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Mapping infectious disease in real time

By Amy VanderZanden, special to Humanosphere

Imagine how useful it would be if you could look at a world map and know the exact risk of catching an infectious disease in a country you were planning to visit – and see it update in real time. Consider the potential value of a population’s mobile phone use patterns to forecast how communities will behave following a large-scale disaster.

These are the sorts of opportunities that Simon Hay thinks about as he works to expand the possibilities of infectious disease mapping with his research team at SEEG – the Spatial Ecology and Epidemiology Group.

Hay is a Professor of Epidemiology at Oxford University, where much of his recent work focuses on accurately defining human populations at risk for infectious diseases such as malaria and dengue fever. He investigates the spatial and temporal patterns of these diseases in order to improve the evidence base of disease control and intervention strategies – and then he works to convince global bodies such as the World Health Organization to adopt his findings.

Hay was in Seattle this week and stopped by the Institute for Health Metrics and Evaluation to speak to a standing-room-only crowd about mapping the global distribution of infectious disease. He argued that in the age of Google, Facebook, and Twitter – and their potential to provide “crowd-sourced” data – there is enormous opportunity to develop real-time spatial disease maps.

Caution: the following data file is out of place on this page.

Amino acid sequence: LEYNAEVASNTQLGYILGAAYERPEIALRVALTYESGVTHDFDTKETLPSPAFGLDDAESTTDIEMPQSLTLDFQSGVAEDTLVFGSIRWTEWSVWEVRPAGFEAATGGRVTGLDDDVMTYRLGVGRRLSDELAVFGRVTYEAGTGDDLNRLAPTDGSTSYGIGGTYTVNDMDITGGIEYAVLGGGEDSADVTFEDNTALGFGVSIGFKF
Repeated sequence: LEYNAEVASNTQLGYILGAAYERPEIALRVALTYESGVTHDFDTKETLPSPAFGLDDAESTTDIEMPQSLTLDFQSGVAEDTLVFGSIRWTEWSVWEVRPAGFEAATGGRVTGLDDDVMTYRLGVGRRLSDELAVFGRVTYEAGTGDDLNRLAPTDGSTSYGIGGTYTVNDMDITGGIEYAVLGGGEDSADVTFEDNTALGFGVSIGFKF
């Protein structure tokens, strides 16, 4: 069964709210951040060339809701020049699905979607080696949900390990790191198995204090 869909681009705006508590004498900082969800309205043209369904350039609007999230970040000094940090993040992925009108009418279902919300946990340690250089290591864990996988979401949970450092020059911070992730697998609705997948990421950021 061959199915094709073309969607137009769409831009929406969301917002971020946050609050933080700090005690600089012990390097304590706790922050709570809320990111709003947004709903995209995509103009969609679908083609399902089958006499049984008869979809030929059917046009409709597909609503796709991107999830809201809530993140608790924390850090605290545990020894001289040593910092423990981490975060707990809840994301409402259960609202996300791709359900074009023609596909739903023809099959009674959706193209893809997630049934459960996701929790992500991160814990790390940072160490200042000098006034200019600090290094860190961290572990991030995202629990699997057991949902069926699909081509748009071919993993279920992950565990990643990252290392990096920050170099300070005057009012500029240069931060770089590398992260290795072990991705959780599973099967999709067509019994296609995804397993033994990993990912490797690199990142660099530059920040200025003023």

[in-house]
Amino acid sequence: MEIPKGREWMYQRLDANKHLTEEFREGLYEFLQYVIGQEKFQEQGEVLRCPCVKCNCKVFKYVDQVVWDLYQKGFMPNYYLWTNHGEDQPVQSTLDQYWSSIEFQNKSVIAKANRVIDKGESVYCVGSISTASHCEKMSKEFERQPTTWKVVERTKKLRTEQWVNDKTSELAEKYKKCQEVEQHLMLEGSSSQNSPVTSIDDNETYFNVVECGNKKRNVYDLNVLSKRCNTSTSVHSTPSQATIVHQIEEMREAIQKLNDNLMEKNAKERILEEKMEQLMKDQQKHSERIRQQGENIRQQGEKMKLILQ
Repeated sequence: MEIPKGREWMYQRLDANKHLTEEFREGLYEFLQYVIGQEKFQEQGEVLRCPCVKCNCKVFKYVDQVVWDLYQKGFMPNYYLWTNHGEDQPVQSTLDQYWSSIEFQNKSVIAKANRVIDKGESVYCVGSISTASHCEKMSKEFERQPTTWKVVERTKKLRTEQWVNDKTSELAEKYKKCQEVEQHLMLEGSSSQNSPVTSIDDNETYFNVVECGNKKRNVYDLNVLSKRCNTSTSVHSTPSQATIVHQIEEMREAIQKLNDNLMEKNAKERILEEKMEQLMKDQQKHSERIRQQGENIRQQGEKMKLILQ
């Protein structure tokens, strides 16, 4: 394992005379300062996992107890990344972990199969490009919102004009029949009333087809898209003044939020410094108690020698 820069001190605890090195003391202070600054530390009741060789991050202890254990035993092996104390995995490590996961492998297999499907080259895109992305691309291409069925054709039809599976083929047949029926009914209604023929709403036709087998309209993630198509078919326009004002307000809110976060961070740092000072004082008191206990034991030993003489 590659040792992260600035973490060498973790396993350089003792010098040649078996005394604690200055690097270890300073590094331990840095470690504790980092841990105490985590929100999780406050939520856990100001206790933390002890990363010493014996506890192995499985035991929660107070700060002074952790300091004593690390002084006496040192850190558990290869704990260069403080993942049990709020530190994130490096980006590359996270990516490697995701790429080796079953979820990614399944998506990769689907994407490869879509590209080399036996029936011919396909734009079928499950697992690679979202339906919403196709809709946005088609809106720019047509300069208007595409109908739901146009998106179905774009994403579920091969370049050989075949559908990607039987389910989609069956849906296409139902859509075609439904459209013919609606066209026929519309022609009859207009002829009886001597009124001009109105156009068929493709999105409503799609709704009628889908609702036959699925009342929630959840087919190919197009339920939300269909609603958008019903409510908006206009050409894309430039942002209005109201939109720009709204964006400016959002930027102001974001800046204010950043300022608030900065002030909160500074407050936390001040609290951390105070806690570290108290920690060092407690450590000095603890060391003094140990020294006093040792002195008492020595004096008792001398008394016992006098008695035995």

Global evidence, consensus, risk and burden for dengue, Nature, Apr 2103, Hay et al.

Global evidence, consensus, risk and burden for dengue, Nature, Apr 2103, Hay et al.

Notes: Source: “The global distribution and burden of dengue.”

There are systems in place already that map infectious disease risk, including Hay’s probabilistic map for dengue, above. Hay’s mapping process involves iterating through data on disease occurrence, environmental trends, and “consensus” (where there is agreement, or absence of agreement, that occurrences of dengue fever have taken place). Combining all of these data to produce risk estimates means that Hay can estimate disease burden as well – at a much finer spatial scale than previously.

Other existing maps continually update based on reports of infectious disease occurrence, such as HealthMap, a real-time informal disease outbreak monitoring source. However, what Hay is developing is an automated, dynamic mapping system that combines data on disease risk and disease occurrence that would be freely available to policymakers, health professionals, and interested citizens alike.

This resource, known as ABRAID (the Atlas of Baseline Risk Assessment for Infectious Disease), is currently under development. The pilot “case studies” involve mapping malaria, dengue, and polio. The atlas will be continuously updated as new data are collected, using a broad range of data sources including PubMed and other academic information centers, in combination with input from disease experts and crowd-sourcing resources – including social media networks.

Perhaps sometime soon we will be able to check out an interactive disease risk map just as easily as we can verify an on-time flight departure to some exotic locale.

Simon Hay’s talk was recorded live and can be watched here.

 Amy VanderZandenAmy VanderZanden is a communications data specialist at the University of Washington’s Institute for Health Metrics and Evaluation (IHME). 


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